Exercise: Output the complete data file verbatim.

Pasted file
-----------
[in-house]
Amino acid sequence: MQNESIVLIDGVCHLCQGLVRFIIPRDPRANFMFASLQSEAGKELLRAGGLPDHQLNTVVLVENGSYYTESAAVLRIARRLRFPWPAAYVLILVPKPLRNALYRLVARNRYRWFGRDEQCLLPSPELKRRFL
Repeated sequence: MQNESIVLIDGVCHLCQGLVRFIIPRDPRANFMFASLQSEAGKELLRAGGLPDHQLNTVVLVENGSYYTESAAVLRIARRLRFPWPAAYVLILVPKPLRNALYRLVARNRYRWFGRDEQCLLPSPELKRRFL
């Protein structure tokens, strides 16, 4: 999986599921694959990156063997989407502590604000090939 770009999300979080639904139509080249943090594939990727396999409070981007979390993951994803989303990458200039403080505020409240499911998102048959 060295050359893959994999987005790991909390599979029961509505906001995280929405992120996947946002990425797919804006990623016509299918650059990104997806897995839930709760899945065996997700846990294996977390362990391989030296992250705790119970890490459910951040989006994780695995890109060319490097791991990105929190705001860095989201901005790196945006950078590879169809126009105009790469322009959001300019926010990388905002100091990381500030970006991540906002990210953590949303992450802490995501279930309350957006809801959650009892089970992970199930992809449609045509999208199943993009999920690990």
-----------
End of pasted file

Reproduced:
[in-house]
Amino acid sequence: MQNESIVLIDGVCHLCQGLVRFIIPRDPRANFMFASLQSEAGKELLRAGGLPDHQLNTVVLVENGSYYTESAAVLRIARRLRFPWPAAYVLILVPKPLRNALYRLVARNRYRWFGRDEQCLLPSPELKRRFL
Repeated sequence: MQNESIVLIDGVCHLCQGLVRFIIPRDPRANFMFASLQSEAGKELLRAGGLPDHQLNTVVLVENGSYYTESAAVLRIARRLRFPWPAAYVLILVPKPLRNALYRLVARNRYRWFGRDEQCLLPSPELKRRFL
């Protein structure tokens, strides 16, 4: 999986599921694959990156063997989407502590604000090939 770009999300979080639904139509080249943090594939990727396999409070981007979390993951994803989303990458200039403080505020409240499911998102048959 060295050359893959994999987005790991909390599979029961509505906001995280929405992120996947946002990425797919804006990623016509299918650059990104997806897995839930709760899945065996997700846990294996977390362990391989030296992250705790119970890490459910951040989006994780695995890109060319490097791991990105929190705001860095989201901005790196945006950078590879169809126009105009790469322009959001300019926010990388905002100091990381500030970006991540906002990210953590949303992450802490995501279930309350957006809801959650009892089970992970199930992809449609045509999208199943993009999920690990």